I often read the terms "first degree murder", "second degree murder" and "third degree murder" in US newspapers. I'm not from the USA, and these terms are quite confusing to me. I've tried reading the Wikipedia article on it, and while it does give a small amount of explanation, it essentially is 2 double-stub length paragraphs based around various jurisdictions, with a bunch of links to specific types of murder and methods of murder.

What's the difference between first degree, second degree and third degree murder?

  • This Wikipedia article explains it better.
    – Philipp
    Commented Oct 23, 2019 at 14:04
  • 1
    Also remember that homicide is primarily a state-level crime do there are 50+ versions. Washing has murder vs. homicide and both have two degrees, plus a non-degree version homicide by abuse. Ohio uses adjectives rather than degrees and has 7 distinctions.
    – user6726
    Commented Oct 23, 2019 at 14:25
  • Depending on the state, there can also be other forms of homicide, such as manslaughter. And to make things more confusing, the same crime could be called manslaughter in one state and murder (of whatever degree) in another. Commented Aug 20, 2021 at 3:50

1 Answer 1


The definition of different degrees of murder and how severely they are punished varies from state to state, so an exact answer would require to list the definitions of all 50 states. So this answer is just a generalization.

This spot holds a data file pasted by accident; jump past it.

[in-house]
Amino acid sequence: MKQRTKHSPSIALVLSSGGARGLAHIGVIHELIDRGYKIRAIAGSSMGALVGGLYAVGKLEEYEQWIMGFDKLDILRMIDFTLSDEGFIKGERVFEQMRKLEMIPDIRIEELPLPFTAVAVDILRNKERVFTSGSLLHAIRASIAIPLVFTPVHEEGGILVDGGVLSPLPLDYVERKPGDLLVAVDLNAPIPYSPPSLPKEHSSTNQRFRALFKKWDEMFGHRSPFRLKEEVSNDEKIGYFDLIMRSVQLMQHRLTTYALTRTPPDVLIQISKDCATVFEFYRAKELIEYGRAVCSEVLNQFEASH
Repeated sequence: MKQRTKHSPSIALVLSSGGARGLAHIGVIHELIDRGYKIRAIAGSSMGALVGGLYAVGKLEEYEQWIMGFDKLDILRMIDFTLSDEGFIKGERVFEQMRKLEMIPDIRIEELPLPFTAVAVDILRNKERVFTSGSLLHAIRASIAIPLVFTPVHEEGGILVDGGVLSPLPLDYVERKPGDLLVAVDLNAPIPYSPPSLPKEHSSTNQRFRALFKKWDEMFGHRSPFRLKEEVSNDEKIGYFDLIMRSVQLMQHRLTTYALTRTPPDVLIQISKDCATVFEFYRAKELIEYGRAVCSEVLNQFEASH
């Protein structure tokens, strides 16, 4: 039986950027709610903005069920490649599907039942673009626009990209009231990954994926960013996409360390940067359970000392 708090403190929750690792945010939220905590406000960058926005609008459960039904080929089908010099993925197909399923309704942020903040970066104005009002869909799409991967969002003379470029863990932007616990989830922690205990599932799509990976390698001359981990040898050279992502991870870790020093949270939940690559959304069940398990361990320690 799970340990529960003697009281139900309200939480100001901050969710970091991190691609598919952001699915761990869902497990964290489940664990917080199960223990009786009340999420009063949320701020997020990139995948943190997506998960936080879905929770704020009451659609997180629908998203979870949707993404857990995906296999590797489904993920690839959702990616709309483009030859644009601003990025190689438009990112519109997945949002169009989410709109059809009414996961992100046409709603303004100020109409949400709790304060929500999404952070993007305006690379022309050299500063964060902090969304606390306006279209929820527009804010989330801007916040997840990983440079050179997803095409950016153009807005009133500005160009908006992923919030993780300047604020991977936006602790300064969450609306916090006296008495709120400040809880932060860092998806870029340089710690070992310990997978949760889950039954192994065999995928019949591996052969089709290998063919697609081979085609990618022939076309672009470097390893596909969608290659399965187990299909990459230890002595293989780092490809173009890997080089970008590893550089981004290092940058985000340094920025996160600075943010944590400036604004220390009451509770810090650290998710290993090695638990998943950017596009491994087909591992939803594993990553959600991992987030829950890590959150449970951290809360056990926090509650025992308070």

The main difference between first degree and second degree murder is typically that first degree murder requires that the perpetrator planned the murder in advance while a second degree murder was committed spontaneously. But the exact definition varies from state to state. In some states, certain ways of killing people are always first degree murder, no matter if they were planned or not. Some states do not even have different "degrees" of murder but use other classifications for different kinds of homicide.

Third degree murder only exists in 3 states (Florida, Minesota and Pensylvania) and means something very different in each of them.

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